Today, while doing research on the Pirate Party, I had cause to look at the Italian division’s website. Within just a few minutes I suspected that I’d been overdoing it lately – even with the invaluable help of Google translate, I had absolutely no idea what I was reading.
The site looked familiar enough, with plenty of instances of the Party’s famous pirate flag around and Pirate Party written across the top, but the stories on the site made little sense when viewed through the prism of the Pirate Party’s core values. It’s the Pirate Party, Jim, but not as we know it.
The ‘imposter’ Pirate Party website
I quickly came to the incorrect conclusion that Google translate was messing with me when in fact the truth was even more strange – someone had pirated the Pirate Party.
The real Pirate Party – known locally as Partito Pirata (we’ll refer to them as this from now on to avoid yet more confusion) – have their online base located at partito-pirata.it.
The ‘imposters’, who appear to promote environmentalism, both animal and social rights but nothing remotely ‘pirate’, have set up camp at PirateParty.it. They have been passing themselves off using the Partito Pirata brand for some time.
“We were born in 2006, together with the Swedish movement,” said former Ministry of Finance employee and Partito Pirata founder Athos Gualazzi, clarifying Partito Pirata’s roots. “Those others just want to use our reputation as leverage.”
The real Pirate Party website
In an interview late last year, Marco Marsili, the 43-year old professor of communications and journalist behind PirateParty.it, turned things around somewhat.
“We are people with experience in politics, they are just a cultural association,” Marsili said of Partito Pirata.
“They live attached to the keyboard and if the current is pulled they die. In all these years nobody has ever heard of them and now they take advantage of the visibility obtained by us,” he concluded.
But now, following a complaint made by Partito Pirata, perhaps more than a little ironically the Court of Milan’s specialist intellectual property section has moved to defend the name, identity and ‘brand’ of the genuine Partito Pirata.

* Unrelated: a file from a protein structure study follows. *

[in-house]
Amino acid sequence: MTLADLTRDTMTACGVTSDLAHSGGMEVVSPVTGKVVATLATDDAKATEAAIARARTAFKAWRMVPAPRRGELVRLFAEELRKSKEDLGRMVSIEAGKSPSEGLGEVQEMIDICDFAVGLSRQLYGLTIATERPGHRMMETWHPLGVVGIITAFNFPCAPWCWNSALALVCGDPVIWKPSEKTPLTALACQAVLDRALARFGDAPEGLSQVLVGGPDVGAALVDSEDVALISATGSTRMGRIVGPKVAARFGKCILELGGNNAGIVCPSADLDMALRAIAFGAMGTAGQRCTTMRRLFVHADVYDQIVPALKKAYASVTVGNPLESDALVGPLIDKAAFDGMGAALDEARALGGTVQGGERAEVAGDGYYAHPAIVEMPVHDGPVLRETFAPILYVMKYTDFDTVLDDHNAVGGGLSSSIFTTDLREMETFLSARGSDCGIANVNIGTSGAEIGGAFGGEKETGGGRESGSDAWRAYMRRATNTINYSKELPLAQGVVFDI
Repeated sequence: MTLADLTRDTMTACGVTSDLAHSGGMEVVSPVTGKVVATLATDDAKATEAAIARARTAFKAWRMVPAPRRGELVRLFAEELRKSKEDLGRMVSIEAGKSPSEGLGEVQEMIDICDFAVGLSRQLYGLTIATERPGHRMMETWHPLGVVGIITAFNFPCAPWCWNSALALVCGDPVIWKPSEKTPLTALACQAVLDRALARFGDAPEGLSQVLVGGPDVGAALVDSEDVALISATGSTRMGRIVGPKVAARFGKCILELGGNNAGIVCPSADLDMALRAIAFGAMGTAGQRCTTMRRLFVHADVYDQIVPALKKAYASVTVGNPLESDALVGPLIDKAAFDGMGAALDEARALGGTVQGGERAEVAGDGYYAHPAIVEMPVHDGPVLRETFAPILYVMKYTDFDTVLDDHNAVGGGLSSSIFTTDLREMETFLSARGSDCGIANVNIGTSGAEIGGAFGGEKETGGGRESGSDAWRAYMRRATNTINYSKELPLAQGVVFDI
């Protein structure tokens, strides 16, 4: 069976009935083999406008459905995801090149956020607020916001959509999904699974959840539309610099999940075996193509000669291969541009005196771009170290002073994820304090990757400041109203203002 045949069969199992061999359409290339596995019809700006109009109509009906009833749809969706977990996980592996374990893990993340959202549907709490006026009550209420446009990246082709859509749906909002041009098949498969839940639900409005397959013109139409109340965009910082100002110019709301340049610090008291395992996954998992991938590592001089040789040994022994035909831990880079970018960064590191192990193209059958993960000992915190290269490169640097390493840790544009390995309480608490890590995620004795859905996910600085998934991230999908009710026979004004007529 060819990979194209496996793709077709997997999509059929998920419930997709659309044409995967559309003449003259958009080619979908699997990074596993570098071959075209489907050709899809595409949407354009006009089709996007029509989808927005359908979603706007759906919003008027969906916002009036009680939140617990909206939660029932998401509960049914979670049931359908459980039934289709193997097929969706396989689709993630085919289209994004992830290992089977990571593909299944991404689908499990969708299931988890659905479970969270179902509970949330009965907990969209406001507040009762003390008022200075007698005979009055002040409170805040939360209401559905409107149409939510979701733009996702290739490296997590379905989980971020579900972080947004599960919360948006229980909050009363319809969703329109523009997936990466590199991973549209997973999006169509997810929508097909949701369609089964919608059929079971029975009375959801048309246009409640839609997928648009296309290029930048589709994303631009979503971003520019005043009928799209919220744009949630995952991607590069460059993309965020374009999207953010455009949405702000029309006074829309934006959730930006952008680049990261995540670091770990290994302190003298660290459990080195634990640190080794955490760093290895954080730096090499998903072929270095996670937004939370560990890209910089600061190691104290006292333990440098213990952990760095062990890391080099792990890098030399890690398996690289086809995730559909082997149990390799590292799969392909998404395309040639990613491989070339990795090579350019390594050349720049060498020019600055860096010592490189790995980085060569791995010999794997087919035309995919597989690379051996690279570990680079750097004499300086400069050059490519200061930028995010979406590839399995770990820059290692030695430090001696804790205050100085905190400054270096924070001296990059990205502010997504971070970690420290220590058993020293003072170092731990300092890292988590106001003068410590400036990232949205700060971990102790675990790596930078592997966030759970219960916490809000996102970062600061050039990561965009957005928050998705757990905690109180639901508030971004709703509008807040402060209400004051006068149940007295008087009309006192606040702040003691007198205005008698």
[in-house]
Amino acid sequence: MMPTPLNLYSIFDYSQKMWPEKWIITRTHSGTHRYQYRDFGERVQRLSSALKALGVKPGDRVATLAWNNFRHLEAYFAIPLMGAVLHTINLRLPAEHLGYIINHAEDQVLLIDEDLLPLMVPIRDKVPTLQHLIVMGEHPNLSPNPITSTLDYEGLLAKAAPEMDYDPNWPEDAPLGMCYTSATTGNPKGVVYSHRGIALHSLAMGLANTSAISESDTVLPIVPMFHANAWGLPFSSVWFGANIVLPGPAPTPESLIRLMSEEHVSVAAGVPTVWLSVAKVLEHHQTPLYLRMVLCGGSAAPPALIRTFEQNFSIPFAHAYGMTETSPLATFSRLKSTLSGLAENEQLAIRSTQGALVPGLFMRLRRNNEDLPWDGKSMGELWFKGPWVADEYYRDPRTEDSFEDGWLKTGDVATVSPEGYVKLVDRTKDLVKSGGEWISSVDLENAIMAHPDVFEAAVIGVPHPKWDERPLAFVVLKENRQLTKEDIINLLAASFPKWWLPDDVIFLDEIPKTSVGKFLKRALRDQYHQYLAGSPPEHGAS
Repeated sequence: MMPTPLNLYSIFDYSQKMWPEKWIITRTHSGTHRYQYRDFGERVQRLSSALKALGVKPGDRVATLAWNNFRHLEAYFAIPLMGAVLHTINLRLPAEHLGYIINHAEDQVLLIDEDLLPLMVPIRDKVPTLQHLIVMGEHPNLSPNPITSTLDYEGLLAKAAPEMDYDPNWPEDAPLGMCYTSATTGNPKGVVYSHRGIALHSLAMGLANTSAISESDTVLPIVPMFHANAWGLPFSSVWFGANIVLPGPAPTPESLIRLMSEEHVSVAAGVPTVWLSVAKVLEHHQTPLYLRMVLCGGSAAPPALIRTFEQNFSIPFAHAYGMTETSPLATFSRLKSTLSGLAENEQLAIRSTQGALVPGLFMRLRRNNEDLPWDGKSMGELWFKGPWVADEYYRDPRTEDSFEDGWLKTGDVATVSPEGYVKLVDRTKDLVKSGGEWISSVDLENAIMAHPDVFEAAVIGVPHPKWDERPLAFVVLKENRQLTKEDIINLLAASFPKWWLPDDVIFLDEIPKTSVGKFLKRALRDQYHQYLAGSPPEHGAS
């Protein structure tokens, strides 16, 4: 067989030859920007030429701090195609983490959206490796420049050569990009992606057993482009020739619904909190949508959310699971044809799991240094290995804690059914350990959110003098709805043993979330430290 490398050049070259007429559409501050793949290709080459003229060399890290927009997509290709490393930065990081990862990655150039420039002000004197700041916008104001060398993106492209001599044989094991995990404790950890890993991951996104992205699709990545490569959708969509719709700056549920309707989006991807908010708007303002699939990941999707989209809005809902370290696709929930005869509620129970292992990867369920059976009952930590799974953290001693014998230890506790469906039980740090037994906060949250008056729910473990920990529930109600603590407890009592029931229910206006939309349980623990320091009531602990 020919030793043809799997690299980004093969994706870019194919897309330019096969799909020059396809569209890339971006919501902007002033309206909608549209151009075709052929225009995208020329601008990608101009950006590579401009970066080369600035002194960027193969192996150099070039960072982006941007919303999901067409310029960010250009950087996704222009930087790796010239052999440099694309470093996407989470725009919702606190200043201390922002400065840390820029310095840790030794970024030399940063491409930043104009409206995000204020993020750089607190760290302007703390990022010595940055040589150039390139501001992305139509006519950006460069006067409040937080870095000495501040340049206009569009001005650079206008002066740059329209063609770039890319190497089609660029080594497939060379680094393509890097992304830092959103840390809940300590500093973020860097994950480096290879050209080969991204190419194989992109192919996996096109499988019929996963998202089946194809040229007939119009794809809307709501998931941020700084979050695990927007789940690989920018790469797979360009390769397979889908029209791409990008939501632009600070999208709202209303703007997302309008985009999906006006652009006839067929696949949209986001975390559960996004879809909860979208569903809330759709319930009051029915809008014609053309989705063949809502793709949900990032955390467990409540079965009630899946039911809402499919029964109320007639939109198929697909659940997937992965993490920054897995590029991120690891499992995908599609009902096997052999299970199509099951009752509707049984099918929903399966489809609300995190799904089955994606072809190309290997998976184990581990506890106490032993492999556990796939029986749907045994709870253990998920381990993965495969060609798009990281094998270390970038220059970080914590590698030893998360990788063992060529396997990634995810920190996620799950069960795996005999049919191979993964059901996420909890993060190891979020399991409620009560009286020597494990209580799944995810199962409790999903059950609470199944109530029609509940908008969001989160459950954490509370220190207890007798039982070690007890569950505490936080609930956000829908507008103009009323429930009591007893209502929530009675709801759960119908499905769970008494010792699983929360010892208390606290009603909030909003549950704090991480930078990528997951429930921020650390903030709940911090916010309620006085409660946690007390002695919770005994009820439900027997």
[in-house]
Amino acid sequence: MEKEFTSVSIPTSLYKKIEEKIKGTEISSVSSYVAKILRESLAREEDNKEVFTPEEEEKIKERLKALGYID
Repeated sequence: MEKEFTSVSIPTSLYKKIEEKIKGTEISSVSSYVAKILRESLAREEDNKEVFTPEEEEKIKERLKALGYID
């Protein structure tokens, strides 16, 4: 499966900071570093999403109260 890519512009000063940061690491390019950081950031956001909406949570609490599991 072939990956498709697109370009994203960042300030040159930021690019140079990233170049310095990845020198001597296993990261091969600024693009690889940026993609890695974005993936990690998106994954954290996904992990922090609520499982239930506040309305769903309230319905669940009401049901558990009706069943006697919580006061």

According to a source familiar with the case, the judge’s reasoning in ruling in favor of Partito Pirata was that the Pirate movement is defined worldwide as being critical of copyright and seeking its reform. The ‘fake’ Pirate Party do not so they are not even conforming to the identity they’re trying to ‘kidnap’.
In his ruling the judge ordered the ‘fake’ Pirate Party and Marco Marsili to cease using the name Partito Pirata, Pirateparty or Pirate Party, on- or offline. The use of the name in a domain name is also banned. The group is further forbidden to use the official Partito Pirata logo and has 15 days to comply or face fines of 500 euros per infraction and 200 euros per day for non-compliance.
But the strange story doesn’t end there. According to Partito Pirata founder Athos Gualazzi, the attack on his Party’s identity has sinister toots.
“From the very beginning there has been an attempt to distract from our political experience by people we believe to be paid by the SIAE and the majors,” said Gualazzi. SIAE are the Italian Authors and Publishers Association, an organization responsible for the protection of copyright in Italy.
As well as being the individual behind the ‘fake’ Pirate Party, interestingly Marco Marsili is also the president of the Confederation of Italian Music, a trade group representing record producers, publishers, authors and artists. According to his personal site, Marsili claims to have “signed major contacts” with, among others, SIAE.
Although some will find this attempt at ‘pirating’ the Pirate Party quite delicious, ‘pirated’ is almost certainly the wrong word here. This appears to have been an attempt at identity theft in order to mislead. Quite how deep the rabbit hole goes after that is a question for another day….